The WSJ has a great article today suggesting the benefits of a central clearinghouse for derivatives contracts that are currently traded over the counter.
For those of you who have been reading this blog for awhile or have talked to me for more than 10 minutes about the credit crisis, you probably know that my biggest fear for the markets involves a doomsday scenario where a major institution fails, leaving a variety of counterparties holding CDS contracts without anyone on the other side (earlier post: The Fan).
It seems like one step towards averting such a potential disaster is to have more transparency in this very opaque market so that people can have a better idea about what risks their counterparties are taking.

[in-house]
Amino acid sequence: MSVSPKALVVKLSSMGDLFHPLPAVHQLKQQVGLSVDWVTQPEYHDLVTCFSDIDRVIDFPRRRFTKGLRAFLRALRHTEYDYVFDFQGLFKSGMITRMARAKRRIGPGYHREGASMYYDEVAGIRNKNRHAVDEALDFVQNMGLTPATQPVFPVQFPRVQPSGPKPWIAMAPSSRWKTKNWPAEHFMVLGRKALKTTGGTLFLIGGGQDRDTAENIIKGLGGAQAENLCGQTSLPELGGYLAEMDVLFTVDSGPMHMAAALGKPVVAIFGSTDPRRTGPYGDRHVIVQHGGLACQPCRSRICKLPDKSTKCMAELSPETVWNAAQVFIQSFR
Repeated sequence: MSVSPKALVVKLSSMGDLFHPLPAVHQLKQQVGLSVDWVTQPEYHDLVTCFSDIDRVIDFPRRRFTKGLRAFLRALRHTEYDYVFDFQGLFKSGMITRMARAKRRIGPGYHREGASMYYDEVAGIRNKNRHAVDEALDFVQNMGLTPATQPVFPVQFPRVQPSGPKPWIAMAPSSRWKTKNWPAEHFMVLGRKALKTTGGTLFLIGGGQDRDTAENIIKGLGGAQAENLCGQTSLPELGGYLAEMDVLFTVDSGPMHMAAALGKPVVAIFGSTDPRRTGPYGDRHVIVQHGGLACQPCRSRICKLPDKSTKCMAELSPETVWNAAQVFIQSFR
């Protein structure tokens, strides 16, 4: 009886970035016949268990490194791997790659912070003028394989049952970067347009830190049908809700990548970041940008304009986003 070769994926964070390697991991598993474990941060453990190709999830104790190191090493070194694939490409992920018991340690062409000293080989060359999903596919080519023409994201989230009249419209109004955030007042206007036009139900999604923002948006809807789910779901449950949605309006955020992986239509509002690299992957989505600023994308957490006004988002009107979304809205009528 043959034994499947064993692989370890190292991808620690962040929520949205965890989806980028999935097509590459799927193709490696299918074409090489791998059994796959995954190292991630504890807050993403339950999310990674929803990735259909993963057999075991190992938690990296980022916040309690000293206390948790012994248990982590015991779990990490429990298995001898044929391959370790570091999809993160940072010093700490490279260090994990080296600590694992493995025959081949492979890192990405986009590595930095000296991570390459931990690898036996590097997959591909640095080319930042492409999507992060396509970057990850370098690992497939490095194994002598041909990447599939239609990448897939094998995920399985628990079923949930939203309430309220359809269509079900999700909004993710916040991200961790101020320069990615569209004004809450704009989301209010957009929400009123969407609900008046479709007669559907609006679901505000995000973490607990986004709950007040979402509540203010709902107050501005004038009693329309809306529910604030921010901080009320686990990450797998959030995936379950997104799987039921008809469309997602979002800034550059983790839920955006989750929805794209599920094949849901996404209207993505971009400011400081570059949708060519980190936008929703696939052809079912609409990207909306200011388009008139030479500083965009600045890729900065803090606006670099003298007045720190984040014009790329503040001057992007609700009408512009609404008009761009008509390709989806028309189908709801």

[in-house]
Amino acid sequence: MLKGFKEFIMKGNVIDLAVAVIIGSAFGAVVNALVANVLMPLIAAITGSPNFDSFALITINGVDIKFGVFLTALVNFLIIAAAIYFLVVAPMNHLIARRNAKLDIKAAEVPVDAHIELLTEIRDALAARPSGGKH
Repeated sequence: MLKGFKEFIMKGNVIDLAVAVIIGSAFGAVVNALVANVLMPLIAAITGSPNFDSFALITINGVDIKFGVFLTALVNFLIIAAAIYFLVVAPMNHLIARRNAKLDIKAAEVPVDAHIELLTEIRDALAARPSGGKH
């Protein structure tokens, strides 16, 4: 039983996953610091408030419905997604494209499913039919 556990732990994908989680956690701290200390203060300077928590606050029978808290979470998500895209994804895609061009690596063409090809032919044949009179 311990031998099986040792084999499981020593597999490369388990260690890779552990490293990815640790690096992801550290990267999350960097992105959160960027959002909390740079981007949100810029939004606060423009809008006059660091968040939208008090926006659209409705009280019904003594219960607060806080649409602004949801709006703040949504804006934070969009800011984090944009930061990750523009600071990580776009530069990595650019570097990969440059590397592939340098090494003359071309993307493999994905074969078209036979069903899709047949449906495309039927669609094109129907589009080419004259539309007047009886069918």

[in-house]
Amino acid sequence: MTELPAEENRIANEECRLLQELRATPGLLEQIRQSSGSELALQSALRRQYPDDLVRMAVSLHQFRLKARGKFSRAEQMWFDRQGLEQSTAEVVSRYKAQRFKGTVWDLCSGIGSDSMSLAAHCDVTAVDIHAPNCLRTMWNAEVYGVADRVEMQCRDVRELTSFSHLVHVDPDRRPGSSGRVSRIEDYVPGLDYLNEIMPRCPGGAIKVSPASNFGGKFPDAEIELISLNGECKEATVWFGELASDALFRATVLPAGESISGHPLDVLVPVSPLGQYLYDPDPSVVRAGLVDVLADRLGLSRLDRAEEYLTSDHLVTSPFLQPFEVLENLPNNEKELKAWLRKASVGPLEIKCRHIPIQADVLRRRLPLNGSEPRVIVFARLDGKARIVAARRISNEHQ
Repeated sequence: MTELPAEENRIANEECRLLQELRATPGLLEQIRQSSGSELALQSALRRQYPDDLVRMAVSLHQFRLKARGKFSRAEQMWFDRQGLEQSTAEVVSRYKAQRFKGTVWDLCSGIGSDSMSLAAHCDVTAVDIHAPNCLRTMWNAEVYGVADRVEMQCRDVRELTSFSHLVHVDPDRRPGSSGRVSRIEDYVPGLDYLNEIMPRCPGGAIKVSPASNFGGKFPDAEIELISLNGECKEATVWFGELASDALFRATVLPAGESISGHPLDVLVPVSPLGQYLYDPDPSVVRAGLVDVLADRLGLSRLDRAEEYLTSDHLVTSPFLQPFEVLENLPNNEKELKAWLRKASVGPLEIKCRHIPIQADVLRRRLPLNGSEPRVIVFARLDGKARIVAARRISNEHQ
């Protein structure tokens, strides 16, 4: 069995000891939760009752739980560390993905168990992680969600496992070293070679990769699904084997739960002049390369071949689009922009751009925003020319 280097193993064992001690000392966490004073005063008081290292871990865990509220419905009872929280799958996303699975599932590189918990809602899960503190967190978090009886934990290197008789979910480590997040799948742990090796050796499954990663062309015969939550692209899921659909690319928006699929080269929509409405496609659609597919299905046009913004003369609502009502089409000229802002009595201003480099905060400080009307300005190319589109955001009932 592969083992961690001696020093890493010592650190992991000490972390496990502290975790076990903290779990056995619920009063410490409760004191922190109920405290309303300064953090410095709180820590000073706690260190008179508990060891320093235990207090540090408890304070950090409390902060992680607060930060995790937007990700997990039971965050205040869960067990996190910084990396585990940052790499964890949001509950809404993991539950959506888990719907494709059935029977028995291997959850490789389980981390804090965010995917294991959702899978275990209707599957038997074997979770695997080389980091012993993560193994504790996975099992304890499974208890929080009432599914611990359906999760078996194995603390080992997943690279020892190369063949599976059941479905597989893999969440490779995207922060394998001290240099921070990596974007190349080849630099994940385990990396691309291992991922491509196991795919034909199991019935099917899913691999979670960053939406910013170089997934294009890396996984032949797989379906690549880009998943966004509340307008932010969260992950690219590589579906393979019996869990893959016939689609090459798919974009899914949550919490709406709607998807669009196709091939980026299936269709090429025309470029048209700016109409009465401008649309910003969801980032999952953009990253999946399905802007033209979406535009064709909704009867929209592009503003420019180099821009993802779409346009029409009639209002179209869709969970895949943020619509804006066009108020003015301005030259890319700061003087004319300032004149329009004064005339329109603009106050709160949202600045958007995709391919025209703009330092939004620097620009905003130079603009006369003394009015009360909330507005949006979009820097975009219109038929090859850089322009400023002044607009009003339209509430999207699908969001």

According to the article:
More than a dozen firms including investment banks, brokerage firms and futures exchanges are accelerating efforts to create a clearing entity that would function as the middleman between firms on both sides of a credit-default swap. The clearinghouse would guarantee payment on the contracts it handles, reducing the risk of a catastrophic ripple effect if one or more firms were unable to make good on their trades.
While there are issues around continued innovation (e.g. the creation of new derivatives), standardization (e.g. which contracts would be used), and internationalization (e.g. people could potentially trade elsewhere), this concept sounds promising.
It is also an excellent example of the market offering a solution to a regulatory failure. Let’s just hope that the Fed keeps their hands off or at least encourages these sophisticated players as they develop this promising market-based solution.